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In the World But Not of the World (3)

Written by Rev. C. Pronk
Is there such a thing as a good film? Most of us would say, yes, of course. The same answer would be given if the question was, is there such a thing as good music, a good book or magazine? It all depends on the content of a film, book or whatever the art form may be. The subject matter, then, is a very important criterion when evaluating any product of our culture. We have looked at this aspect of our investigation of modern culture in our March editorial and we concluded that given the immoral and anti-Christian nature of most movies it is highly questionable whether anyone who professes faith in Christ can in good conscience view such materials. The same holds true, of course, of sleazy novels, magazines and much that passes for music today.

The Impact of Popular Culture
Yet there is more involved than content alone. While it is important to be cognizant of the content of the cinematic, literary and musical expressions of modern culture, we also need to be aware of the danger posed by the form in which they are presented. To mention the overworked yet still very important observation of educator Marshall McLuhan: the medium is the message. Charles Colson illustrates this point by comparing popular culture to what he calls high culture:

A sonnet or a symphony has a complex structure that takes some effort to understand. It challenges us; we have to work to appreciate it. ThatÕs why we study Shakespeare in English classes and Mozart in music appreciation courses. But who takes courses to understand Madonna? Who needs to? Who takes Soap Opera 101? Who needs CliffÕs notes to understand Harlequin romances?

These forms require virtually no intellectual discipline or effort. If anything, popular culture strives to avoid making the audience work. ItÕs intended to be simple, entertaining, and easy to understand, offering immediate gratification. It grabs our attention with catchy lines, loud intrusive music, and sensational visual effects, all designed to bypass the mind and appeal directly to the senses and emotions. (Charles Colson, How Now Shall We Live? Wheaton, Illinois: Tyndale House Publishers, 1999, p.466).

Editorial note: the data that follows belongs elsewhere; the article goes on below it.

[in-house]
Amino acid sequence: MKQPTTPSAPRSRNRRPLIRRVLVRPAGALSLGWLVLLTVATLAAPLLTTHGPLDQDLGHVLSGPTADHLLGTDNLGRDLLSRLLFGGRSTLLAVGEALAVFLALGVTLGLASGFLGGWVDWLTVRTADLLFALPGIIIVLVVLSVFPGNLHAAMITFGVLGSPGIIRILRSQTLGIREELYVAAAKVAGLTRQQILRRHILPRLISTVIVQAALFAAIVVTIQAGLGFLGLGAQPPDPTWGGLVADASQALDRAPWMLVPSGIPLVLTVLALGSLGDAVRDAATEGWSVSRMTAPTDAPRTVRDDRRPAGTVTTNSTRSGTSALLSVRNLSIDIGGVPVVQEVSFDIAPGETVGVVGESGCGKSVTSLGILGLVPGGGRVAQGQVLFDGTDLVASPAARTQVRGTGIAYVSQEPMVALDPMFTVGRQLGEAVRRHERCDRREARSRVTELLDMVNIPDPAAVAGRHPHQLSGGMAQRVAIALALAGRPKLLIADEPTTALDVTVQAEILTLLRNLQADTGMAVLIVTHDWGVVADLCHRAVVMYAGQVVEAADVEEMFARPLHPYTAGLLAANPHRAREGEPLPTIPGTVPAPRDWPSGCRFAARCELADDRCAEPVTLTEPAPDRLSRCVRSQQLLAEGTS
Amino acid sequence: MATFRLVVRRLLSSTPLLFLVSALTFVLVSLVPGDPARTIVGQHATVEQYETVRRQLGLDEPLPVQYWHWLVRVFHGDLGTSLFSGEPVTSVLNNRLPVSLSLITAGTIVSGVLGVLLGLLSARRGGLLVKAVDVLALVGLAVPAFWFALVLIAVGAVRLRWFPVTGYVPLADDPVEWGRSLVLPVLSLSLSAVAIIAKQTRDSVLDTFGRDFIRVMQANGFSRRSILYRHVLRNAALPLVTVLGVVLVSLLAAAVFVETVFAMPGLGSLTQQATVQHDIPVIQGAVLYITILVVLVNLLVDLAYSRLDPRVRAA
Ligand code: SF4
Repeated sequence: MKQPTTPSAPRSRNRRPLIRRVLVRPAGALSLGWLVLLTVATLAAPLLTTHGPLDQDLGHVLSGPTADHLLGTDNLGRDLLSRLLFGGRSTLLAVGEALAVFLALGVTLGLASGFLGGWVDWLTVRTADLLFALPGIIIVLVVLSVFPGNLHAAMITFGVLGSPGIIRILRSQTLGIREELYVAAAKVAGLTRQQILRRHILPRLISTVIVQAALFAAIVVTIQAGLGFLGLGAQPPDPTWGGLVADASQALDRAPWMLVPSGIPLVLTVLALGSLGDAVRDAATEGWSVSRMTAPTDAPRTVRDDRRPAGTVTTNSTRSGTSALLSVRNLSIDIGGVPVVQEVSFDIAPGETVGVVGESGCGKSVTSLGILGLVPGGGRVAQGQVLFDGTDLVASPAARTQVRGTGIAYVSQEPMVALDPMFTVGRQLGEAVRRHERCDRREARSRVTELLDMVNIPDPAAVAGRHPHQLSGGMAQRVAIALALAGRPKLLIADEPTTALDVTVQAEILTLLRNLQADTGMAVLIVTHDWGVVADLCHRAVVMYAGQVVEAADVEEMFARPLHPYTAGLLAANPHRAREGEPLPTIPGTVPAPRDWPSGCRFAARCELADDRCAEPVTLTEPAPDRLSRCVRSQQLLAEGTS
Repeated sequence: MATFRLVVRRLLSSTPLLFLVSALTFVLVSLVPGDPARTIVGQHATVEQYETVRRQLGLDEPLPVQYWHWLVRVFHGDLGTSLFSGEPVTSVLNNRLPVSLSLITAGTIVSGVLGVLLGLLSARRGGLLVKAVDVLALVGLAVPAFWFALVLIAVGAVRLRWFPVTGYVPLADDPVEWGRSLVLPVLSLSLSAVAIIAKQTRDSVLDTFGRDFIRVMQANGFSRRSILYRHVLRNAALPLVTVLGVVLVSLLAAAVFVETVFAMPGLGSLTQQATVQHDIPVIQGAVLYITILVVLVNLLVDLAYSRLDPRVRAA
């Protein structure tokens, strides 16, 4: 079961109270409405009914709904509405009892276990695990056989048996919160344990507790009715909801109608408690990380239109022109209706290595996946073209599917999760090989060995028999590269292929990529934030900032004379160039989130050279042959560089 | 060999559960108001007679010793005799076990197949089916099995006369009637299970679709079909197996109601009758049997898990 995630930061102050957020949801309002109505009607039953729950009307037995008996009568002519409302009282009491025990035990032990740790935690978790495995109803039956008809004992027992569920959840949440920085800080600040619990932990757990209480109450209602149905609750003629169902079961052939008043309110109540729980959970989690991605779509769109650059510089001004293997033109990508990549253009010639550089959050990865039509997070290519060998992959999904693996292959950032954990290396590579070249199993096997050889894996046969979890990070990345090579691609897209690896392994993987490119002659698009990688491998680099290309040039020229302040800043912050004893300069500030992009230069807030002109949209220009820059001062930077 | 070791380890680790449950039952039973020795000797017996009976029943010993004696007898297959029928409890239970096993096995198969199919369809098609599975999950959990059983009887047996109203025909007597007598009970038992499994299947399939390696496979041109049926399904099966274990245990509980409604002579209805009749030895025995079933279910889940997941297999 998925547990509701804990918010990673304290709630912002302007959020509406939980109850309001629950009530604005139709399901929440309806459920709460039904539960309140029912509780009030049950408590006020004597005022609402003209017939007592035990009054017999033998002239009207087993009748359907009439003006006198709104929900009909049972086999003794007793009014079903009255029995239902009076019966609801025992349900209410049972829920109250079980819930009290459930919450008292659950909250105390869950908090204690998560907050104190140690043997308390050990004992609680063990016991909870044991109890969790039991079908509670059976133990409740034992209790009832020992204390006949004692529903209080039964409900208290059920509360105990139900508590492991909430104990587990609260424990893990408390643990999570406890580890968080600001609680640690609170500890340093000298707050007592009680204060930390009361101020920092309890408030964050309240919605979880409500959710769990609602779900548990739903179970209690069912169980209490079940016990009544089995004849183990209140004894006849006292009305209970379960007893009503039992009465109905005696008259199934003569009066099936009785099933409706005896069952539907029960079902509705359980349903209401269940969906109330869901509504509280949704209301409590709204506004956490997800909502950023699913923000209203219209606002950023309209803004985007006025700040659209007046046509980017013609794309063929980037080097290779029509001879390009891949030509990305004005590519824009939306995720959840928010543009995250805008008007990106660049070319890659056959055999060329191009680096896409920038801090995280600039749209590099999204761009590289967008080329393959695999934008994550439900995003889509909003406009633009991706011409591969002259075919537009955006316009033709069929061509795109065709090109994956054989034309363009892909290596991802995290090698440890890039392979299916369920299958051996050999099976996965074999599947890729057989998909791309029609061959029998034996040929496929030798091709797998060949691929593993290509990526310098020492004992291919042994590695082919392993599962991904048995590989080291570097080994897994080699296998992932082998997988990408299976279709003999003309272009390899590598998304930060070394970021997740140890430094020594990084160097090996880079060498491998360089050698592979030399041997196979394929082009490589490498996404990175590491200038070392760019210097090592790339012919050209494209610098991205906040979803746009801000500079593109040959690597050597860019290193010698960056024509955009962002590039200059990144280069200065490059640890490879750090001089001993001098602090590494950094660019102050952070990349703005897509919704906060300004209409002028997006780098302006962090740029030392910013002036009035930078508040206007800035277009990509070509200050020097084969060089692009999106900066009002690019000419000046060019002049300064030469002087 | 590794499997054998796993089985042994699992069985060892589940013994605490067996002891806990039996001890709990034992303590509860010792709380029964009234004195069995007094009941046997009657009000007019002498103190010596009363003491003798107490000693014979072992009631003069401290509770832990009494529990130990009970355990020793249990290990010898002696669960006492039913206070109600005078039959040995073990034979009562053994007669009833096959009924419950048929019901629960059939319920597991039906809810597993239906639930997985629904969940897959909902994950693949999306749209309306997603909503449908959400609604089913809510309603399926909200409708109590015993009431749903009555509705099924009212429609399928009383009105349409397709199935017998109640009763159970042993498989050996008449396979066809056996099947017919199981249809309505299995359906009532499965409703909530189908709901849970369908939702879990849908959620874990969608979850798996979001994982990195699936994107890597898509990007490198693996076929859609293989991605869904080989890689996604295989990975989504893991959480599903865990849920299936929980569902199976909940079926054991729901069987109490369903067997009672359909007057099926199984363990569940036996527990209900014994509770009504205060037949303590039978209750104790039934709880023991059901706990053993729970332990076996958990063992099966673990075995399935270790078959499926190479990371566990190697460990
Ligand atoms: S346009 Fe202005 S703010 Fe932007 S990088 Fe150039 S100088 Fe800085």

Colson goes on to compare popular culture to junk food. It is just as addictive and causes one to lose oneÕs taste for more wholesome ÒbrainÓ food. But not only is the taste for substantial fare lessened--even the ability to engage in a challenging mental task is impaired. The long-term effects of ÒpopÓ culture are similar to those of drugs. Over time, it will greatly reduce the brainÕs intellectual capacity.

The worst impact popular culture has on us, however, is that it causes great, if not irreparable, harm to our spiritual lives. As Colson explains:

Attention to the spiritual realm requires an entirely different set of skills and sensibilities than do the easy distractions of pop culture. Studying GodÕs Word takes mental concentration and discipline. Prayer and meditation require focused recollection and the ability to shut out the jangle of everyday events. Thus, pop culture (even Christian versions of it) may erode the skills and disciplines needed for a robust spiritual life. (Ibid., p.467).

Can Secular Culture be Christianized?
What I said about the importance of understanding the form as well as the content of modern art forms applies to the entire range of pop culture. Take music for instance. Some naive Christians think they can ÒbaptizeÓ secular rock simply by changing the lyrics. And so record companies, always and only interested in profit, offer a generous selection of Christian rock and rap, Christian blues and jazz, and even Christian heavy metal. But changing the words is not enough because the form or the style is still pagan. As Colson says, ÒThe sheer energy of rock-the pounding beat, the screams, the spectacle-is intended to bypass the mind and appeal directly to the sensations and feelingsÓ (Ibid., p.470). Rock music aims at manÕs sensual nature as anyone who has ever watched even one minute of MTV knows.

This trend toward Christianizing secular culture--some would call it ÒredeemingÓ culture--can also be seen in the proliferation of Christian fiction. In recent years a number of novels written from an ostensibly Christian perspective have even made it to the best-sellerÕs list. Thankfully, many Christian novels are wholesome and provide harmless recreational reading, but also here it has to be said, not all that is called Christian is Christian. All too often this genre differs only marginally from its secular counterpart in that it also features Òalmost-steamyÓ romances. Christians who become addicted to this type of superficial literature also run the risk of losing their appetite for serious reading. It is not a good sign when most of the books borrowed from church libraries are Christian fiction. Even though we trust that no Free Reformed church library will stock questionable reading materials, the fact that Christian romances are more popular than Christian biographies or other books of a more serious nature, says something about our priorities.